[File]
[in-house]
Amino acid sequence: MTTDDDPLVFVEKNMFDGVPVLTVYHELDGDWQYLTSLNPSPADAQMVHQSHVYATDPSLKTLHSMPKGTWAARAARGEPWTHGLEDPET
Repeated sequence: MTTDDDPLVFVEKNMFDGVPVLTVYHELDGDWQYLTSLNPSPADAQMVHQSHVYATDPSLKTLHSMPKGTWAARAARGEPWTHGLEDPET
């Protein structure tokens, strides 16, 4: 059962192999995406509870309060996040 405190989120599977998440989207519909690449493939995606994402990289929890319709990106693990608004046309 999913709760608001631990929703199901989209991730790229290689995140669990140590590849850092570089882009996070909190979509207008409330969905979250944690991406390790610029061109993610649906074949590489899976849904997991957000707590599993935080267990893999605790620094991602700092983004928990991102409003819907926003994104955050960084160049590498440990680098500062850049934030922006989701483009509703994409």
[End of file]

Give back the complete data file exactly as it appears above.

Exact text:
[in-house]
Amino acid sequence: MTTDDDPLVFVEKNMFDGVPVLTVYHELDGDWQYLTSLNPSPADAQMVHQSHVYATDPSLKTLHSMPKGTWAARAARGEPWTHGLEDPET
Repeated sequence: MTTDDDPLVFVEKNMFDGVPVLTVYHELDGDWQYLTSLNPSPADAQMVHQSHVYATDPSLKTLHSMPKGTWAARAARGEPWTHGLEDPET
């Protein structure tokens, strides 16, 4: 059962192999995406509870309060996040 405190989120599977998440989207519909690449493939995606994402990289929890319709990106693990608004046309 999913709760608001631990929703199901989209991730790229290689995140669990140590590849850092570089882009996070909190979509207008409330969905979250944690991406390790610029061109993610649906074949590489899976849904997991957000707590599993935080267990893999605790620094991602700092983004928990991102409003819907926003994104955050960084160049590498440990680098500062850049934030922006989701483009509703994409």